This looks great, I have a friend who is a vegetarian and I just may make this for her. I love making quick breads. I recently just made a Butternut Squash bread it was so good.

Thanks
Rachel Duncan
The Baked Blogger
http://bakedblog.com

Posted by: Rachel | March 14, 2008 3:18 PM

This sounds good-but I was wondering about the texture. I imagine it might be quite dense (in a good way).

Lyra
www.riceandbeansindc.blogspot.com

Posted by: Lyra | March 14, 2008 4:15 PM

Re. recipes for diabetics - according to Wikipedia, agave is 90% fructose and 10% glucose... in other words, it seems to have the same kinds of sugars that diabetics should avoid. So it's not really an alternative sweetener like Splenda.

Posted by: Reine de Saba | March 15, 2008 9:24 PM

Thanks Reine de Saba - I will keep looking...

Posted by: Centre of Nowhere | March 16, 2008 7:55 AM

Hi Kim,
Do you know if the agave leads to the same kind of sugar-rush/crash that regular sugar does? I'm looking for any alternatives to sugar that won't leave my toddler cranky the way that sugar does.

Posted by: Toddler-parent | March 16, 2008 2:39 PM

toddler-parent, It is my understanding that agave, because of its low glycemic index, does not have the same sugar-rush/crash as regular sugar. It is absorbed more slowly by the body.
Re: assurance about diabetic-friendly: I cannot find an endorsement on the Diabetes Association page, so I would recommend consulting a nutritionist with diabetes expertise.

Posted by: Kim O'Donnel | March 17, 2008 11:37 AM

Check this site for oodles of recipes:

http://www.dvo.com/recipearchive.html

Posted by: Beverly | March 21, 2008 9:29 AM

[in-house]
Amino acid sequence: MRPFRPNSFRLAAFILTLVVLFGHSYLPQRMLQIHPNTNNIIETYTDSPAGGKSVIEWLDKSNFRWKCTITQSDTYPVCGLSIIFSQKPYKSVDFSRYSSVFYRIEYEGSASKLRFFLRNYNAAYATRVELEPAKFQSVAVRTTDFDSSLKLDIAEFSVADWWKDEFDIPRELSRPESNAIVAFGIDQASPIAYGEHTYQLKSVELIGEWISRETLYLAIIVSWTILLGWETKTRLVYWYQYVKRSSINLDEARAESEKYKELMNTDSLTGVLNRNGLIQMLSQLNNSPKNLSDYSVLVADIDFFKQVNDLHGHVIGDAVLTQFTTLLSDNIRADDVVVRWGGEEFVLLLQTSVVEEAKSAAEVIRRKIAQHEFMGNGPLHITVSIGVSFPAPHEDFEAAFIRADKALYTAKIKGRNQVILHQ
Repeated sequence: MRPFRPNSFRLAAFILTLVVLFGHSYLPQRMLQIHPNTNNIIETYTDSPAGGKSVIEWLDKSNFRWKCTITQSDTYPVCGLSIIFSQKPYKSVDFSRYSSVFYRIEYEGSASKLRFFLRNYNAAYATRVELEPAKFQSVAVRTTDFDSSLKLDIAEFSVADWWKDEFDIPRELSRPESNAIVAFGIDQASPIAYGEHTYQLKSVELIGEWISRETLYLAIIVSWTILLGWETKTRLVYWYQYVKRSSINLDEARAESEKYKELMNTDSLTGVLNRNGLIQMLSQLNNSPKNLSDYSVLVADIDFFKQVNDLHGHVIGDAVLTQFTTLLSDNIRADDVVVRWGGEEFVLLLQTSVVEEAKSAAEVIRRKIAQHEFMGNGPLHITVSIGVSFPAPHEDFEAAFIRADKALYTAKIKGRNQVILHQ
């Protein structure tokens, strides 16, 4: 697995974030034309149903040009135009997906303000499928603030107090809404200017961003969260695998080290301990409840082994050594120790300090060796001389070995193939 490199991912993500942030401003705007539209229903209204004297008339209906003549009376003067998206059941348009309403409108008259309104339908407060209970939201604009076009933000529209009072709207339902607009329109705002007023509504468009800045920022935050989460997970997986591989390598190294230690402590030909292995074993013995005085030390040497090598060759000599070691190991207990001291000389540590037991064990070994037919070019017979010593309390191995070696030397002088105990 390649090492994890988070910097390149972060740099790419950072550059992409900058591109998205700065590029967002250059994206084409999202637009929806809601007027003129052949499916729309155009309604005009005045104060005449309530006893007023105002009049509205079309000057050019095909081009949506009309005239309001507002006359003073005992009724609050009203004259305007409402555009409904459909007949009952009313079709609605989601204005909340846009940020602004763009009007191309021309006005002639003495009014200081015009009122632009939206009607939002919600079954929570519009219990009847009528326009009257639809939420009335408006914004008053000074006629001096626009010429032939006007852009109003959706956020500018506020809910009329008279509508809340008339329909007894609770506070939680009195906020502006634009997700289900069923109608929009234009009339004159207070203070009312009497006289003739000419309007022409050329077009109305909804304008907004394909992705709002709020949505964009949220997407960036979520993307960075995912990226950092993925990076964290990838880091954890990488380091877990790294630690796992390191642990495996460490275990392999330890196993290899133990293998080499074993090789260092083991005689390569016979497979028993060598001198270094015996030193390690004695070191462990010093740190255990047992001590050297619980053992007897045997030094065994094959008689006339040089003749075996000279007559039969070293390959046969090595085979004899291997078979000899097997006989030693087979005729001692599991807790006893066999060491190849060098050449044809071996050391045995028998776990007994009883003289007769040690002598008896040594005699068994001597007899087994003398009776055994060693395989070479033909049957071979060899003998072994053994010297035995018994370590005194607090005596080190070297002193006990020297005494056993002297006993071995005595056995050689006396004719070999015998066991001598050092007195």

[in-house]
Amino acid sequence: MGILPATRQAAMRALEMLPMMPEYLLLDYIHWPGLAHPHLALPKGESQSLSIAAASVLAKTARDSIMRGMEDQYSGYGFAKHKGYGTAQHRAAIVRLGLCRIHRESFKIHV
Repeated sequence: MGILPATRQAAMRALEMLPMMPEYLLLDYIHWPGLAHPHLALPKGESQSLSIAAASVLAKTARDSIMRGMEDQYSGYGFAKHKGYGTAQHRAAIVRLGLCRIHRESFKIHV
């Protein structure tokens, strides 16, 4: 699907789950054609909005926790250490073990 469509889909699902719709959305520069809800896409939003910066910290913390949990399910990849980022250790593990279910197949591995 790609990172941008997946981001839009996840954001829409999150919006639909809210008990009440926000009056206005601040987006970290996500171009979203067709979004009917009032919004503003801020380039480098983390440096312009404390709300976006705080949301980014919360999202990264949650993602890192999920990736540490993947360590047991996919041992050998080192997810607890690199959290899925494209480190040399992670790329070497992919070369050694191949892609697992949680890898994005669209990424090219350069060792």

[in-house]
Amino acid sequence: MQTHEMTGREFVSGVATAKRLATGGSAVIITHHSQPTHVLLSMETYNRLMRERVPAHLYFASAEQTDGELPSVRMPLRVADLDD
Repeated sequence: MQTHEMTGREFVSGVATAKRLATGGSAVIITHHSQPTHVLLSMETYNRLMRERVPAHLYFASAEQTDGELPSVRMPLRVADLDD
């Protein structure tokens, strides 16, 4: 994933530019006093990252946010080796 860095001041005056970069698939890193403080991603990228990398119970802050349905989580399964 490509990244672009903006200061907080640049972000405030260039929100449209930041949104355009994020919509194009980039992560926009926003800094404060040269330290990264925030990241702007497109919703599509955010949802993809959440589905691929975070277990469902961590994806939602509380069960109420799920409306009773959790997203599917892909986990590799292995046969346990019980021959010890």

Kimmy, just made this recipe for the second time. Best banana bread recipe ever. My two mods? I don't add the salt and instead of using pre-powdered cinammon I grind my own. It really pops.

Yum.

Posted by: Liz | March 25, 2008 10:39 AM

I have tried this recipe twice now with devastating results both times. Specifically, the loaves came out as mush. The first time I followed the recipe exactly and except that I baked the bread for 1:30 (rather than the 40min prescribed), and the second time around I reduced banana and juice and increased the flour but it barely helped. I have an oven thermometer so I know I'm not under-temp. I'm vegan, and as such may give this one more attempt; I will reduce banana, tofu and juice and bulk up the flour by a full cup just to see if this is even workable.

Posted by: Simon | April 12, 2008 1:34 AM

I tried this recipe last night. It was a complete mushy failure. Not sure what I did incorrectly. I followed the recipe exactly, except I had to cook the loaf for 1 hr and 20 minutes. It's still very mushy and dense. I was really hoping this would be a good protein source for my picky child. Any suggestions to fix this recipe?

Posted by: failed | April 21, 2008 1:48 PM